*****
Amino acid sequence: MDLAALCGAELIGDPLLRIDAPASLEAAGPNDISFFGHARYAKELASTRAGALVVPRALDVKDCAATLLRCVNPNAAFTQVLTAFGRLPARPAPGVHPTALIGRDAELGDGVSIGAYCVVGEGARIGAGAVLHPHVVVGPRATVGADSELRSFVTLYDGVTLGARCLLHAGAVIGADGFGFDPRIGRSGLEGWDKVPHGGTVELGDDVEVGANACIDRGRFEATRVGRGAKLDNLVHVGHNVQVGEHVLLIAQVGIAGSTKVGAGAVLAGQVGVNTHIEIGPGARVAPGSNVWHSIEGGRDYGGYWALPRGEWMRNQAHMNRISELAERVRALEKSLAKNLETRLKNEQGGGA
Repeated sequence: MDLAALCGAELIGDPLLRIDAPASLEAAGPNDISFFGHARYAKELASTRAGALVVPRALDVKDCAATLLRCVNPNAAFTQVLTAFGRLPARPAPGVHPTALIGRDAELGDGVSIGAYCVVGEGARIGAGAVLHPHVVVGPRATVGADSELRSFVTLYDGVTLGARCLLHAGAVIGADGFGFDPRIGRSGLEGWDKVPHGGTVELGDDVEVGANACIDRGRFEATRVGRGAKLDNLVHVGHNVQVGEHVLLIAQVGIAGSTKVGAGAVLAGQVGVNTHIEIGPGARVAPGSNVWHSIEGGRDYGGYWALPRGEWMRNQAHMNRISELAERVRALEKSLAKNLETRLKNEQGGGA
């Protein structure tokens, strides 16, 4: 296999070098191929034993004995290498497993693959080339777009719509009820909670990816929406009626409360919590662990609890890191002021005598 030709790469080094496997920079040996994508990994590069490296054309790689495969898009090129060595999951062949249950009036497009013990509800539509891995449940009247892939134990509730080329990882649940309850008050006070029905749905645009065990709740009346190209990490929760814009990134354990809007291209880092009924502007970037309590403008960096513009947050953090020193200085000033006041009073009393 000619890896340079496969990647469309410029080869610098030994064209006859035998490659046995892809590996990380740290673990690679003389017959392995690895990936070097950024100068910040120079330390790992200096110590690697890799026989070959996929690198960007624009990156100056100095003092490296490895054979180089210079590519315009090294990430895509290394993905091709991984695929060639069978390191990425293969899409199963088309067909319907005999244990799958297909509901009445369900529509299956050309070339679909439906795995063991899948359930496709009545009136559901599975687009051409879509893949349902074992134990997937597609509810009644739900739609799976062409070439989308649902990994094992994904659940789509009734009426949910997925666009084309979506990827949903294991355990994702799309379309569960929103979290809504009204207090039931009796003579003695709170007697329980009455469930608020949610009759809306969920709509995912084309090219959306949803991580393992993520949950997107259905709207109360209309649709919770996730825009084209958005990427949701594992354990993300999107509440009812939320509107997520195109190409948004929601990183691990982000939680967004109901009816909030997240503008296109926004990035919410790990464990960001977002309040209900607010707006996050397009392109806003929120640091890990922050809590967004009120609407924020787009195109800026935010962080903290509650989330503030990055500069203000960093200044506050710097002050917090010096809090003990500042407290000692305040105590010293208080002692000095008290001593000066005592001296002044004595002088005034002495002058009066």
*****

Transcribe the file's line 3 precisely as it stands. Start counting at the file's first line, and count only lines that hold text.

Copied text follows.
């Protein structure tokens, strides 16, 4: 296999070098191929034993004995290498497993693959080339777009719509009820909670990816929406009626409360919590662990609890890191002021005598 030709790469080094496997920079040996994508990994590069490296054309790689495969898009090129060595999951062949249950009036497009013990509800539509891995449940009247892939134990509730080329990882649940309850008050006070029905749905645009065990709740009346190209990490929760814009990134354990809007291209880092009924502007970037309590403008960096513009947050953090020193200085000033006041009073009393 000619890896340079496969990647469309410029080869610098030994064209006859035998490659046995892809590996990380740290673990690679003389017959392995690895990936070097950024100068910040120079330390790992200096110590690697890799026989070959996929690198960007624009990156100056100095003092490296490895054979180089210079590519315009090294990430895509290394993905091709991984695929060639069978390191990425293969899409199963088309067909319907005999244990799958297909509901009445369900529509299956050309070339679909439906795995063991899948359930496709009545009136559901599975687009051409879509893949349902074992134990997937597609509810009644739900739609799976062409070439989308649902990994094992994904659940789509009734009426949910997925666009084309979506990827949903294991355990994702799309379309569960929103979290809504009204207090039931009796003579003695709170007697329980009455469930608020949610009759809306969920709509995912084309090219959306949803991580393992993520949950997107259905709207109360209309649709919770996730825009084209958005990427949701594992354990993300999107509440009812939320509107997520195109190409948004929601990183691990982000939680967004109901009816909030997240503008296109926004990035919410790990464990960001977002309040209900607010707006996050397009392109806003929120640091890990922050809590967004009120609407924020787009195109800026935010962080903290509650989330503030990055500069203000960093200044506050710097002050917090010096809090003990500042407290000692305040105590010293208080002692000095008290001593000066005592001296002044004595002088005034002495002058009066």